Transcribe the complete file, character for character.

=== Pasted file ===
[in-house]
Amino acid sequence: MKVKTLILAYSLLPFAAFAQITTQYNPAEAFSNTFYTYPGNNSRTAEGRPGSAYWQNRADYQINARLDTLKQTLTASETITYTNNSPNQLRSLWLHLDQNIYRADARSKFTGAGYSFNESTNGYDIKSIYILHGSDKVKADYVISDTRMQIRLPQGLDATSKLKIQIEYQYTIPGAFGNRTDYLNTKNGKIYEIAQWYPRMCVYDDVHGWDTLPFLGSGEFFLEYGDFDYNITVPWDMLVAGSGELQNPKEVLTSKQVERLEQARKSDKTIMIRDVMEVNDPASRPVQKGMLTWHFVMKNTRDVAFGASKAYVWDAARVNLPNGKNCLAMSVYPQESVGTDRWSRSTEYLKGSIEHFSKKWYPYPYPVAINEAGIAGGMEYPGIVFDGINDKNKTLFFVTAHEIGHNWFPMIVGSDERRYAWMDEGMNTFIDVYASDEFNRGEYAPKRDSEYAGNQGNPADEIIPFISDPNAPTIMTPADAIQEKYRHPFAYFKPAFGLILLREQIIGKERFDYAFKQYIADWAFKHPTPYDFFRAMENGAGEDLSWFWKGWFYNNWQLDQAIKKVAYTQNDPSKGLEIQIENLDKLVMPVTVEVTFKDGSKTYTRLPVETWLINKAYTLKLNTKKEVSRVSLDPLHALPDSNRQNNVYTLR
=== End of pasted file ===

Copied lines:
[in-house]
Amino acid sequence: MKVKTLILAYSLLPFAAFAQITTQYNPAEAFSNTFYTYPGNNSRTAEGRPGSAYWQNRADYQINARLDTLKQTLTASETITYTNNSPNQLRSLWLHLDQNIYRADARSKFTGAGYSFNESTNGYDIKSIYILHGSDKVKADYVISDTRMQIRLPQGLDATSKLKIQIEYQYTIPGAFGNRTDYLNTKNGKIYEIAQWYPRMCVYDDVHGWDTLPFLGSGEFFLEYGDFDYNITVPWDMLVAGSGELQNPKEVLTSKQVERLEQARKSDKTIMIRDVMEVNDPASRPVQKGMLTWHFVMKNTRDVAFGASKAYVWDAARVNLPNGKNCLAMSVYPQESVGTDRWSRSTEYLKGSIEHFSKKWYPYPYPVAINEAGIAGGMEYPGIVFDGINDKNKTLFFVTAHEIGHNWFPMIVGSDERRYAWMDEGMNTFIDVYASDEFNRGEYAPKRDSEYAGNQGNPADEIIPFISDPNAPTIMTPADAIQEKYRHPFAYFKPAFGLILLREQIIGKERFDYAFKQYIADWAFKHPTPYDFFRAMENGAGEDLSWFWKGWFYNNWQLDQAIKKVAYTQNDPSKGLEIQIENLDKLVMPVTVEVTFKDGSKTYTRLPVETWLINKAYTLKLNTKKEVSRVSLDPLHALPDSNRQNNVYTLR